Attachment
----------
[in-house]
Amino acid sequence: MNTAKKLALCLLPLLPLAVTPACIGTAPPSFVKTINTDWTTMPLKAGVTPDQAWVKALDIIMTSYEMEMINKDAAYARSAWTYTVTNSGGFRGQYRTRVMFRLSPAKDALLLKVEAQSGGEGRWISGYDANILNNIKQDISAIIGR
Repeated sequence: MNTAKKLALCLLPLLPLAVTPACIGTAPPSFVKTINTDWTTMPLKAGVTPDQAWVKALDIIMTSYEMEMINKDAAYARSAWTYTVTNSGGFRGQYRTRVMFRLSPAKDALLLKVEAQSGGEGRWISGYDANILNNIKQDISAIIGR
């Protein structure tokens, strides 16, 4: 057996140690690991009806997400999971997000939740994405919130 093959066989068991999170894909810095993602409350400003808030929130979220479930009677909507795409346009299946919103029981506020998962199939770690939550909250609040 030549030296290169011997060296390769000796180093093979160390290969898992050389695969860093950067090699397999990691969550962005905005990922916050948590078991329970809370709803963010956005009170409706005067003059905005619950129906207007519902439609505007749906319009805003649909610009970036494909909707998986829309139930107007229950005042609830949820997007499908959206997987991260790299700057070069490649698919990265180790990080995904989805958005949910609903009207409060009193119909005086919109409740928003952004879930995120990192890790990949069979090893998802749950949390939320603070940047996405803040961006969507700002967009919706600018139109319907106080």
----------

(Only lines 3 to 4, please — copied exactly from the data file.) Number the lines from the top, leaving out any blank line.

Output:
Repeated sequence: MNTAKKLALCLLPLLPLAVTPACIGTAPPSFVKTINTDWTTMPLKAGVTPDQAWVKALDIIMTSYEMEMINKDAAYARSAWTYTVTNSGGFRGQYRTRVMFRLSPAKDALLLKVEAQSGGEGRWISGYDANILNNIKQDISAIIGR
């Protein structure tokens, strides 16, 4: 057996140690690991009806997400999971997000939740994405919130 093959066989068991999170894909810095993602409350400003808030929130979220479930009677909507795409346009299946919103029981506020998962199939770690939550909250609040 030549030296290169011997060296390769000796180093093979160390290969898992050389695969860093950067090699397999990691969550962005905005990922916050948590078991329970809370709803963010956005009170409706005067003059905005619950129906207007519902439609505007749906319009805003649909610009970036494909909707998986829309139930107007229950005042609830949820997007499908959206997987991260790299700057070069490649698919990265180790990080995904989805958005949910609903009207409060009193119909005086919109409740928003952004879930995120990192890790990949069979090893998802749950949390939320603070940047996405803040961006969507700002967009919706600018139109319907106080």